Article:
I understand why Second Mile will close, and I don't argue against it at all--but I would argue against it if some government entitity were forcing it to close. If PSU voluntarily chose to death penalty themselves, I wouldn't agree with that, but I'd understand it and why they'd choose to do so. There is a difference there IMO. And regarding the football program, I don't think the program is at fault--Paterno and Spanier are. Just like I wouldn't hold XYZ corporation and it's employees at fault for the actions of their fictional CEO in my example, I don't hold any of the other employees/players in the program at fault either.


July 13th, 2012 at 5:21 PM ^

I don't know how you make that distinction. Did you think that Ohio State's program was clean with the exception of Tressel?

I guess I'd just say that Louis Freeh seems not to agree with you, because in the report and in his press conference, he repeatedly emphasized the institutional problems at Penn State, the problems that created an atmosphere that permitted Sandusky to continue his criminal acts and that tried to conceal those acts to the University and to the rest of the community at large.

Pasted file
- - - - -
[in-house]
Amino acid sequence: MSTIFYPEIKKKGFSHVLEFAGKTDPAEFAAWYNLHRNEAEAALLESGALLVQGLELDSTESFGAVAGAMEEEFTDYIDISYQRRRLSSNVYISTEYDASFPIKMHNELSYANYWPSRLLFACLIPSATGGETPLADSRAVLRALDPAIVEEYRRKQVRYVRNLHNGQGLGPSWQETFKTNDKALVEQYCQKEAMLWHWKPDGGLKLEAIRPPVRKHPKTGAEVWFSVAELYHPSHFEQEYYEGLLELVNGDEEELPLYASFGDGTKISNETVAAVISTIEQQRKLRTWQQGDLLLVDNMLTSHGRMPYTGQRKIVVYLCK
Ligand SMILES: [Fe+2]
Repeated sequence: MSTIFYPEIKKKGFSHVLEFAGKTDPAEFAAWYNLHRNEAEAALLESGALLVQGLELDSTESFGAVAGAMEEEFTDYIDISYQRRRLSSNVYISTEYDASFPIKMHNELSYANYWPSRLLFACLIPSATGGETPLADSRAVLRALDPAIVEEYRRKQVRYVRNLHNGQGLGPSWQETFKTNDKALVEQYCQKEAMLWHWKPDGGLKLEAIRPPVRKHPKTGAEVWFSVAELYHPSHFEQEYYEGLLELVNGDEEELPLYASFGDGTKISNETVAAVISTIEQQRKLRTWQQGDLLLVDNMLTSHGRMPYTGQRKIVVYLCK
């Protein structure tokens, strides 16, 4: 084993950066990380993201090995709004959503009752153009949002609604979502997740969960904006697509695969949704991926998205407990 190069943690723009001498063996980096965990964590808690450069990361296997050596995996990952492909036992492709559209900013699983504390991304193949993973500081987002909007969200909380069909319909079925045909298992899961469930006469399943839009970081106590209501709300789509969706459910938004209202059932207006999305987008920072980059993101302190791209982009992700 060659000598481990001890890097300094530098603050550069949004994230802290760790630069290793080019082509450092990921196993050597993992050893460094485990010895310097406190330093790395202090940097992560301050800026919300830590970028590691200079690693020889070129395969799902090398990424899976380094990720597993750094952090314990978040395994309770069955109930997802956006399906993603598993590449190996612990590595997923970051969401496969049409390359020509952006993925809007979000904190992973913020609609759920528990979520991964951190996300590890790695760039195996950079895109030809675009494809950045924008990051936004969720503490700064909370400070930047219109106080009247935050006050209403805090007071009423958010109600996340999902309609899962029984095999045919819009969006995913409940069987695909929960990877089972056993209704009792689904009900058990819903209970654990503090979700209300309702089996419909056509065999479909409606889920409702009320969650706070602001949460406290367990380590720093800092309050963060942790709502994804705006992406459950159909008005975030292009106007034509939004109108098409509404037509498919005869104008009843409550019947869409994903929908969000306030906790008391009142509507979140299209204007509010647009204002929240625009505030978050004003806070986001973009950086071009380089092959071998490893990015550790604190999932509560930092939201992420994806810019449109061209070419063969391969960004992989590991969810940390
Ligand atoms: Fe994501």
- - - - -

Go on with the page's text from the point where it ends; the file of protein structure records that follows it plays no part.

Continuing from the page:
July 14th, 2012 at 10:35 AM ^

I will hastily add that I don't claim that it's impossible, nor do I want to discount or argue with Freeh. But until people are called onto the stand during a trial, and are under oath, I don't think an investigator's opinion is the same as fact. That's why we have trials, and when the various lawsuits sure to be filed go to trial, then we'll learn more than we know know IMO. And Freeh's opinion still does nothing to discount my point that this awful affair was not unique, in any way, to football, and that there is literally zero dofference in the PSU program and any other business where the CEO could have done this. And absolutely nothing would be done to that business under the law, beyond the lawsuits and bad publicity that PSU will endure. 


July 13th, 2012 at 2:13 PM ^